The Computer Screen: A Retelling of the Myth of Narcissus and Echo

“Dad, want to see the project I made today? It got an A+,” said bright-eyed first grader Ella Anderson to her dad. “Wow, that sounds great… but later, honey, I have an email to send,” he replied, engrossed in his computer screen, not even glancing up. So Ella said, “That’s great,” and set her project down and waited, and waited, and waited, but he never looked up, not once.

“Dad, my math teacher says that I’m really doing a lot better! Look I got an A on the last test, wanna see?” Ella asked, now a newly double digit aged fourth grader. “Great, sweetie, but you’re going to have to wait. Larry from work just called. This is important,” he said. His eyes briefly left the computer screen, as he picked up his phone to take the call. So Ella set her test down on the table and left, saying, “I’ll wait.”

Ella, now a teenager in middle school, said smiling hopefully, “Dad, I got an A+ on the history paper,” but received no response. “Oh, and want to see the painting I made in Art today? It’s of me and you- remember that one time at the beach? I thought you would like it,” she included, trying again to catch his attention. “Sounds great, just give me a minute, something from work just popped up,” he replied, tablet in his lap. So she left it there on the desk, now cluttered with paintings, projects, and assignments. As she left to go upstairs, she said, “Give you just a minute… sounds great,” in a tone that didn’t sound great at all.

“Dad, the school play is tomorrow. The one I have the lead in, remember? You’ll be there right?”, Ella, now a high schooler with big plans spoke to her dad, invite in hand, with a faltering smile on her face. “The play…” Minutes passed. “Yeah. Of course, just five more minutes here, honey. I have to make an important work call. Then we can talk. You understand, right?” her dad said to her; his fingers busily pushing the numbers on the bright screen, he didn’t look up. So she left the invite on his desk and told herself she believed him. Ella went back to the kitchen, muttering as she left, “Right, understand. Work more important. Of course”. However, that night at the play, her dad didn’t show. That night, she went home alone.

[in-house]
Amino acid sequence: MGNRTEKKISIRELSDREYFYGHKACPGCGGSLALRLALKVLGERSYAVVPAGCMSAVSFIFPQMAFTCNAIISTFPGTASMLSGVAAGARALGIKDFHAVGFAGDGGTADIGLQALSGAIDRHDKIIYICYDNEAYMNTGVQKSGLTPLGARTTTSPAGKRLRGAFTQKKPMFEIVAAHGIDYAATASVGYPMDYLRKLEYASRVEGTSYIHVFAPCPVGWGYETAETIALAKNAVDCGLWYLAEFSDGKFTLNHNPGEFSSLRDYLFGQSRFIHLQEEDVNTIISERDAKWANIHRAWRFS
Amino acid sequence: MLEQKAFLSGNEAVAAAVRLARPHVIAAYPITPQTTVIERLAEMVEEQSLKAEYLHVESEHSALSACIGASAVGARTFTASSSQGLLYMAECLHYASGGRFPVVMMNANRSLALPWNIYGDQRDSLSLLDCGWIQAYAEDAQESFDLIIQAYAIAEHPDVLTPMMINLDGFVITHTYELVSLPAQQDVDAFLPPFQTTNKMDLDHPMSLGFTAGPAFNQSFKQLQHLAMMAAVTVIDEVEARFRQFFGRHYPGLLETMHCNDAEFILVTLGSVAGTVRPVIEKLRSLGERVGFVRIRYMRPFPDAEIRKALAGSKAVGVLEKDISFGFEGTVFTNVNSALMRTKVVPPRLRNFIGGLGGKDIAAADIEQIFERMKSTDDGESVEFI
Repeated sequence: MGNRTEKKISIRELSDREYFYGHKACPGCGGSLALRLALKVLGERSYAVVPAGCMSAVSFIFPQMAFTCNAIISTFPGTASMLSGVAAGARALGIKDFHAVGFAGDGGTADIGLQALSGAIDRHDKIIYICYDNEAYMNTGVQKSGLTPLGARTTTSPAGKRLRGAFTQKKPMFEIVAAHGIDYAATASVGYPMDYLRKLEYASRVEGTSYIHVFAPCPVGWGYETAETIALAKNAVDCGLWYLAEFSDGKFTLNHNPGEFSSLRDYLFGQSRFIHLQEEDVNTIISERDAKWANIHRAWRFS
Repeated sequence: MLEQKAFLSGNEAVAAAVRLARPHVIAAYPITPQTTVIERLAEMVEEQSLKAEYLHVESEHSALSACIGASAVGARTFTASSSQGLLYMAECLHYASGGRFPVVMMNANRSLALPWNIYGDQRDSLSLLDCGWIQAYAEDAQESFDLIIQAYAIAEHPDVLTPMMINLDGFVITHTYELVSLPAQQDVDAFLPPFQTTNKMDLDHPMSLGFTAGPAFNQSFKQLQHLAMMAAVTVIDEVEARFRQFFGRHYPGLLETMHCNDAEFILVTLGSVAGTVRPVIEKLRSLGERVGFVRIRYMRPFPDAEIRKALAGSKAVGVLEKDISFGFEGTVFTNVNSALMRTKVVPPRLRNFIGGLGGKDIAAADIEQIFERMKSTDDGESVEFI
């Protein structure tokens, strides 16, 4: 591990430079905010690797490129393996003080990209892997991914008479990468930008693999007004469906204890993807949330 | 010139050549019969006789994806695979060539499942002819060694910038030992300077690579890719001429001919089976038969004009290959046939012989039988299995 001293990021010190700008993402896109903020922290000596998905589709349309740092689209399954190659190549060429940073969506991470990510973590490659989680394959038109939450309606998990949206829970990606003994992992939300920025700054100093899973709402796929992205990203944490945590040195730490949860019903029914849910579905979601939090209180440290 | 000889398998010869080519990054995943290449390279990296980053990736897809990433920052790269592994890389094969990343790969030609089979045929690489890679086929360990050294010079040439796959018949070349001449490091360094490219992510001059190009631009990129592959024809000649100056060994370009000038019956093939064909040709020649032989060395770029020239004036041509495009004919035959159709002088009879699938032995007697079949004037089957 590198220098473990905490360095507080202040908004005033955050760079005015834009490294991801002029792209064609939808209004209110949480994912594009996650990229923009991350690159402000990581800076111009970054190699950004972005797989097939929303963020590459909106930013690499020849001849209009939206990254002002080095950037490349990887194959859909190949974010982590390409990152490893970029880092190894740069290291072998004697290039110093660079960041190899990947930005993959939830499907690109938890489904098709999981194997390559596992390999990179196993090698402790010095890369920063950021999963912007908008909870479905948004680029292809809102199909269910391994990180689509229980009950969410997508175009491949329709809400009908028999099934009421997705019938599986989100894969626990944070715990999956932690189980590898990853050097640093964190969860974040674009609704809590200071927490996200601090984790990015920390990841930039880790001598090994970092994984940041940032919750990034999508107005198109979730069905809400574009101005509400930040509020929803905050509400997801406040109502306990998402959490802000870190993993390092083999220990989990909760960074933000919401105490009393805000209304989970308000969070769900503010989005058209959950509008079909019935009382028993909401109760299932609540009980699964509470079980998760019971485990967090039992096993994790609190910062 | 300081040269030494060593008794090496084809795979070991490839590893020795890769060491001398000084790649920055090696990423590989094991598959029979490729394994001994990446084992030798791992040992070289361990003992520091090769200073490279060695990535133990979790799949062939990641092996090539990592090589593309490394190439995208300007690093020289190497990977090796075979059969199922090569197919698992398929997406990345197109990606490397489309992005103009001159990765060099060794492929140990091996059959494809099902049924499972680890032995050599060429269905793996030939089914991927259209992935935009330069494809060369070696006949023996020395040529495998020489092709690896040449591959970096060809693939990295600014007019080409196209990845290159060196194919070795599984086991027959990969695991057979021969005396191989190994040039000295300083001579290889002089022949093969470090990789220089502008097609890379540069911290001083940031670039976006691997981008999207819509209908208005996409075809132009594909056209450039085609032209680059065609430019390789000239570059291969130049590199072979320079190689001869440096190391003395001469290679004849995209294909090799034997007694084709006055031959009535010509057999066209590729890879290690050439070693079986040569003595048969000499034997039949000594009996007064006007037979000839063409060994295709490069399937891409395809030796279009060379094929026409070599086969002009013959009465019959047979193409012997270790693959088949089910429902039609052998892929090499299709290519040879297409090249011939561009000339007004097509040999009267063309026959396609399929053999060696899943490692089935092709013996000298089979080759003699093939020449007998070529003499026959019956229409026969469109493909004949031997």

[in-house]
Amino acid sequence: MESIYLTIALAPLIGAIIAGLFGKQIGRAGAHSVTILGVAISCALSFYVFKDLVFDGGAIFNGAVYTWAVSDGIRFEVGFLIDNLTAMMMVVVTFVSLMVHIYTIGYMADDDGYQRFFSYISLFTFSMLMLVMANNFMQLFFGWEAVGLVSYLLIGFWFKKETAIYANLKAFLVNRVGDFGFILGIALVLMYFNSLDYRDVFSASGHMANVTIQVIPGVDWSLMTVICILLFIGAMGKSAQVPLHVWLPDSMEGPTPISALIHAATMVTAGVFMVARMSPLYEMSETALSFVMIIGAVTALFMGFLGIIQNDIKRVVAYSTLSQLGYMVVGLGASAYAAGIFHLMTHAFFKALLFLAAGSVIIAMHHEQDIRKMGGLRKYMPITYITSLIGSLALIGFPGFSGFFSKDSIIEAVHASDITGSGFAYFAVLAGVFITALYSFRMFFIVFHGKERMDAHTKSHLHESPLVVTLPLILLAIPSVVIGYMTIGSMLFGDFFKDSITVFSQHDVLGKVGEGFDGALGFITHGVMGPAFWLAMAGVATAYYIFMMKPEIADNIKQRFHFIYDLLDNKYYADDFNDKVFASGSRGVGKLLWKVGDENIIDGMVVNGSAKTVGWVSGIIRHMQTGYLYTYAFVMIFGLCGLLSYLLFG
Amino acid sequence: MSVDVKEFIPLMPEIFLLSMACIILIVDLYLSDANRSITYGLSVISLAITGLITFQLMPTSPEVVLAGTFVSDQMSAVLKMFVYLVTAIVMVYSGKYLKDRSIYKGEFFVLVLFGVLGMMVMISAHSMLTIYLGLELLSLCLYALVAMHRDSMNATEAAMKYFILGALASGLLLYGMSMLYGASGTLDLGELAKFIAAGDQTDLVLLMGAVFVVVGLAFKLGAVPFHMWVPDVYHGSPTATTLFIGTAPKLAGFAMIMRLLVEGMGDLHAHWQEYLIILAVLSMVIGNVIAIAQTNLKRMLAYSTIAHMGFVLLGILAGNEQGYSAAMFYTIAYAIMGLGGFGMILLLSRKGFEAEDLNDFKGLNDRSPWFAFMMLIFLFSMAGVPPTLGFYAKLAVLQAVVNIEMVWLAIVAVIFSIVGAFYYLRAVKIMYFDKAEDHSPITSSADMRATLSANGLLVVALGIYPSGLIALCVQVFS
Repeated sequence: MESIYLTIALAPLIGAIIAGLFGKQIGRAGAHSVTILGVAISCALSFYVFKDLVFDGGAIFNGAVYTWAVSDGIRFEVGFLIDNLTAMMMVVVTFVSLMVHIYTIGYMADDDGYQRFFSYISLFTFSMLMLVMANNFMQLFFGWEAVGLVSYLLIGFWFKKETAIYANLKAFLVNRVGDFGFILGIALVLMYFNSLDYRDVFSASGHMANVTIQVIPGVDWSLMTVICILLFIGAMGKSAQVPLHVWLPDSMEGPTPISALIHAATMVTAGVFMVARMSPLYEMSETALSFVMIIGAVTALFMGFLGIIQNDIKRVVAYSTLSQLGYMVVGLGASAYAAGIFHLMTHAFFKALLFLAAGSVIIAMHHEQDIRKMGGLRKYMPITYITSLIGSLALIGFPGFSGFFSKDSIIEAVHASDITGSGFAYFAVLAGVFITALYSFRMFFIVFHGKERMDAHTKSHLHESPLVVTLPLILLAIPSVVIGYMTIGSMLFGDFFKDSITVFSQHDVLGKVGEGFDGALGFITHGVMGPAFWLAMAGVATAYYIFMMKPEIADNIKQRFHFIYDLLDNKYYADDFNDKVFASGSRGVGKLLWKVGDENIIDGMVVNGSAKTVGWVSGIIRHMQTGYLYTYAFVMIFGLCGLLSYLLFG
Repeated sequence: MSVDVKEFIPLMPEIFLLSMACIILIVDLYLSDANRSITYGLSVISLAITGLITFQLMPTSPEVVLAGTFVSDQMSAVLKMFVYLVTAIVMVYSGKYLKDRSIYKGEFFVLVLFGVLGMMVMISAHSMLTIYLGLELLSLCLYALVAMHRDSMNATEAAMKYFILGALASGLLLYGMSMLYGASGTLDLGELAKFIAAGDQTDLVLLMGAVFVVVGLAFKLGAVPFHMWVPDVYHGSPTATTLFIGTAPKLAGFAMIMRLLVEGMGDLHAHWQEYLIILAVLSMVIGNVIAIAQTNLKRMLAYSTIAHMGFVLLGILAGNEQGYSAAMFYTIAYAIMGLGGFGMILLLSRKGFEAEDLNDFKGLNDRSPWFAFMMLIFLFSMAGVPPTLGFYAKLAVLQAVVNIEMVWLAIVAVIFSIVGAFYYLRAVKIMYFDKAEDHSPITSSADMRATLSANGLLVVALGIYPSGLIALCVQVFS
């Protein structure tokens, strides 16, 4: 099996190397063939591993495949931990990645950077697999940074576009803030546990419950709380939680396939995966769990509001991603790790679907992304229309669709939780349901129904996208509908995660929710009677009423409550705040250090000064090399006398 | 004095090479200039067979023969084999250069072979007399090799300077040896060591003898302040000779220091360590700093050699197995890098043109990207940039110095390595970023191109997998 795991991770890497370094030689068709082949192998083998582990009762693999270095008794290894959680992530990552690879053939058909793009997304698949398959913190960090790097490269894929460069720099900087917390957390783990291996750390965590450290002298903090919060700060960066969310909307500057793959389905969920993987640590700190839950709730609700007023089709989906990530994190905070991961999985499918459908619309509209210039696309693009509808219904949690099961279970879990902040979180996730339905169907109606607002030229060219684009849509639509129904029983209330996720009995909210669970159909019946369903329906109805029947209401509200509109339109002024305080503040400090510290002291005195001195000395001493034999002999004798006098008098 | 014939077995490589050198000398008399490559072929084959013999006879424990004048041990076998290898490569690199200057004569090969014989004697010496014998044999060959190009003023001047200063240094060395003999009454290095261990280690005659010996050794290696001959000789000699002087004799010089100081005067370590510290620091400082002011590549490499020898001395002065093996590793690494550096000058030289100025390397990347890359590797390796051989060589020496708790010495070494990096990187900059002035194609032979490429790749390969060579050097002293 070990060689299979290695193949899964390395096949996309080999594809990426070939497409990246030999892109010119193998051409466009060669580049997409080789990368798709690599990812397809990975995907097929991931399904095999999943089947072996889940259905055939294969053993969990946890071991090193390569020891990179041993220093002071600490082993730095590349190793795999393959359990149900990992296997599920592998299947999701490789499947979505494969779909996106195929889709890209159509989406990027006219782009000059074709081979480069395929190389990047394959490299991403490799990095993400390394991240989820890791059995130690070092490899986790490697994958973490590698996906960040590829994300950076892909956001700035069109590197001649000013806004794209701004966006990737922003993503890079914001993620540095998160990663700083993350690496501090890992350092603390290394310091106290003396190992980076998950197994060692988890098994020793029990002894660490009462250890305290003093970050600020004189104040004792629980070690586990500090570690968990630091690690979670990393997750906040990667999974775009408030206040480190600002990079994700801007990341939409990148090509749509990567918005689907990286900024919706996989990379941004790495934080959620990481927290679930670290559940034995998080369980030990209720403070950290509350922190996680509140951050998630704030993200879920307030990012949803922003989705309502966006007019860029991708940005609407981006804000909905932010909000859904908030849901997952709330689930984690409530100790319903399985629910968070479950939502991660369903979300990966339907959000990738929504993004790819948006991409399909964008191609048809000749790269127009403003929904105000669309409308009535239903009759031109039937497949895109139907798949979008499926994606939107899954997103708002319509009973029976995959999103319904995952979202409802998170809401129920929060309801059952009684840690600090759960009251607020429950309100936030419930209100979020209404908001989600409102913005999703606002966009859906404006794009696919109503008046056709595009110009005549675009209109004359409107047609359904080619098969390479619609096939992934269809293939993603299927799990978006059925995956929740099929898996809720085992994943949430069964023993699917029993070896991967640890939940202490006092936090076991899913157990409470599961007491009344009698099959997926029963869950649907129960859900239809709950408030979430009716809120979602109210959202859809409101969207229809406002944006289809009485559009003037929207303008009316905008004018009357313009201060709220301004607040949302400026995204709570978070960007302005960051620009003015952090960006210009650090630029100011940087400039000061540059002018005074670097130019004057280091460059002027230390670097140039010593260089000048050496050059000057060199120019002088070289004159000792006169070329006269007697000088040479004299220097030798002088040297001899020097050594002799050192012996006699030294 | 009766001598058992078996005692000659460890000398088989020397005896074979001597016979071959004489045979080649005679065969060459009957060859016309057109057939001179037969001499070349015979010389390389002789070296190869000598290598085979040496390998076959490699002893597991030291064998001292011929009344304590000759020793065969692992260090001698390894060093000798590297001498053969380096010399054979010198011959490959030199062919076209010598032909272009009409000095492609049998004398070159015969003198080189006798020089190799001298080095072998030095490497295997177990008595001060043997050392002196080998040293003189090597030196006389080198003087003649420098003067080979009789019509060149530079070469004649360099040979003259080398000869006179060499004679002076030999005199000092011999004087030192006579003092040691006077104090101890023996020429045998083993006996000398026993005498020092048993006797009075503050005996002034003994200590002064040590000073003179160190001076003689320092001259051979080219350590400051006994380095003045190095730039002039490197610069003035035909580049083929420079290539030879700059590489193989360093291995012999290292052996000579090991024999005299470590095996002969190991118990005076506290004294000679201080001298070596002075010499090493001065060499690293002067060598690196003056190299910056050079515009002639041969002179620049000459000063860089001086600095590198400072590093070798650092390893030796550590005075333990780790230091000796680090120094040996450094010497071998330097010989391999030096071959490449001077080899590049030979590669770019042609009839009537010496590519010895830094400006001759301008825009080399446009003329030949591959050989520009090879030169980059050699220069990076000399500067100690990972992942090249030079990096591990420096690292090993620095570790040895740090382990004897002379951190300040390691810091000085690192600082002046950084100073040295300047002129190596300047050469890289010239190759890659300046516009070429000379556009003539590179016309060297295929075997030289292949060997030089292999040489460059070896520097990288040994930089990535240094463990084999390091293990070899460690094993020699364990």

It was that night, the first night Ella cried, but not the last or, rather, she sobbed. She had finally caught on. Ella realized she would always be competing with a computer for her dad’s attention and love, and she stood no chance against them. After that, there were no more projects, no more papers, no more afternoon visits to her dad’s office. The sad thing was her dad didn’t even notice she had stopped. He was consumed in his work, stuck staring at his screen, ignoring the world around him, and never knowing what he was missing.

So the years passed. Ella cut her hair, dyed it black, went to places she shouldn’t have been, did things she shouldn’t have done, and got into trouble she shouldn’t have been in. She graduated high school, graduated college, and moved far away from whatever home she might have had.  

By the time her dad finally looked up from the screen and opened his eyes to the world around him, the world that had passed him by. It was too late. He had let his daughter slip away, and there was no getting her back. He finally noticed the posters, paintings, and projects in his office for the first time, now dust-ridden from years of lying in wait. They were all he had left of her, nothing but an echo of what he had missed, consumed in his work, his problems, and his computer screen.

– Kaitlyn Lees, The Agnes Irwin School, Class of 2018

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